Many times both my parents would stand calling hours. I remember being at the top of the stairs once and whispering very loudly “mom!! mom!! the cat is throwing up on the rug!! mom!! mom!!” and some stranger  opening the sliding divider and laughing hysterically at little me in my pj’s. Mom was not at all amused, to say the least. Not sure if it was because the cat puked or because I thought she needed to know right then and there.

Another unique thing about being the funeral director’s kid is that I believed “body” was a bad word. Because around my house “body” was always whispered. “Make sure you don’t go into the basement. There’s a ‘body’ here.” ‘When is the ‘body’ arriving?” “I have to go prepare the ‘body’ so I won’t be up for dinner” Really put a cramp in my bike riding because I kept my bike in the basement. And I know all of you who knew me when are curious. Yes, I did see a ‘body’ once. It was our 99 year old next-door neighbor Rose. I accidentally walked in on one of my dad’s men doing an embalming. Not pleasant. More because it was the first time I had seen a 99 year old lady naked rather than because she was dead. 99 years dead or alive is scary. My dad’s man about had a heart attack. I scared the bejeezus out of him!!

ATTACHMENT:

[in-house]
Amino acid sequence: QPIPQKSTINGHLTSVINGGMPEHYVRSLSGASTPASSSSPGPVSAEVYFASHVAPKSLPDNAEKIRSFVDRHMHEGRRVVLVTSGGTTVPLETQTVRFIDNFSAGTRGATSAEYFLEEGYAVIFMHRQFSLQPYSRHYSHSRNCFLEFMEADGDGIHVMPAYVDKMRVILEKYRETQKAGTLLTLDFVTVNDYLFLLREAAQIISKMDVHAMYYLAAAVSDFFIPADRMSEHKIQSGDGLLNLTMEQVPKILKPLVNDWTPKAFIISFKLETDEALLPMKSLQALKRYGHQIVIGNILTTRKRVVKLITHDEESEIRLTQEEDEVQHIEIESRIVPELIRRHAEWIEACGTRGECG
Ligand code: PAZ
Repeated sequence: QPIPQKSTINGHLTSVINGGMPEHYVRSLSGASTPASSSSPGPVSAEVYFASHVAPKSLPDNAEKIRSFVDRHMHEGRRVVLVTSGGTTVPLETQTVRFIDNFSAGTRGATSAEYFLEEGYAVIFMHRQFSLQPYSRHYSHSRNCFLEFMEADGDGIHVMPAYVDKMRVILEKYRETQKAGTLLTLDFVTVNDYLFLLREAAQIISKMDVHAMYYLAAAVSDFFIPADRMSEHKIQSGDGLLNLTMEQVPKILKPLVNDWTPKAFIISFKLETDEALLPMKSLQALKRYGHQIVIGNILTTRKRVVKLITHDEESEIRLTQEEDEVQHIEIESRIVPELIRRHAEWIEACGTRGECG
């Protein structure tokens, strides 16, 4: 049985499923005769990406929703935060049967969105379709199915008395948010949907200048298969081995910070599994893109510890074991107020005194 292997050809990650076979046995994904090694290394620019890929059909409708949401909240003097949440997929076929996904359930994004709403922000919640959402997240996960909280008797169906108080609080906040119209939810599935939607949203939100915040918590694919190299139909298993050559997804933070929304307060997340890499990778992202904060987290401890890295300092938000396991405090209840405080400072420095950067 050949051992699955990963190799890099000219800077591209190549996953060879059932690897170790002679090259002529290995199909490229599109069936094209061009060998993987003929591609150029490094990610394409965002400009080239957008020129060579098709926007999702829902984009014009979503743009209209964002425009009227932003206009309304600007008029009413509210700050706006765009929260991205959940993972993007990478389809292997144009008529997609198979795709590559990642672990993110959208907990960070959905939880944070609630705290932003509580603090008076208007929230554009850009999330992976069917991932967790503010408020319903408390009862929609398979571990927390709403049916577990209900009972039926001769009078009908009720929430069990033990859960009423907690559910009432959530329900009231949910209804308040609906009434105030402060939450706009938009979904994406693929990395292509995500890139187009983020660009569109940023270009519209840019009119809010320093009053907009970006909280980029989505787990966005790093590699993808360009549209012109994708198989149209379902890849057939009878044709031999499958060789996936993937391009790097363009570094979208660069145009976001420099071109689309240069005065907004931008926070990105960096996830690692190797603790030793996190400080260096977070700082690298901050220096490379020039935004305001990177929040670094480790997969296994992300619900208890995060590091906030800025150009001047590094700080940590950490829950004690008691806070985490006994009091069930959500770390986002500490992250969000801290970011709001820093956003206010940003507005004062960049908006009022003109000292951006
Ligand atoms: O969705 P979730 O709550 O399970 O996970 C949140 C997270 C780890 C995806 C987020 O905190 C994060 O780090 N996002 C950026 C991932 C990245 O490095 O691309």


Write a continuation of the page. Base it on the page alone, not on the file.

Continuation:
That didn’t scar me. It was just what happened. I felt worse because I knew I would get in trouble than I did for disturbing the sanctity of the embalming process. It was a total accident, but still, a punishable offense.  It was a good life though. My dad was almost always around and there was almost always a party happening downstairs. Dad would play music that the guest of honor would have loved and there was always a lot of laughter and everyone was always dressed in their best, smoking cigarettes. Some nights I would sit at the top of the stairs and just listen to all the adults chatting and laughing and sometimes sobbing. My dad was an expert at what he did and was very successful. And when we didn’t have a funeral, I would go exploring.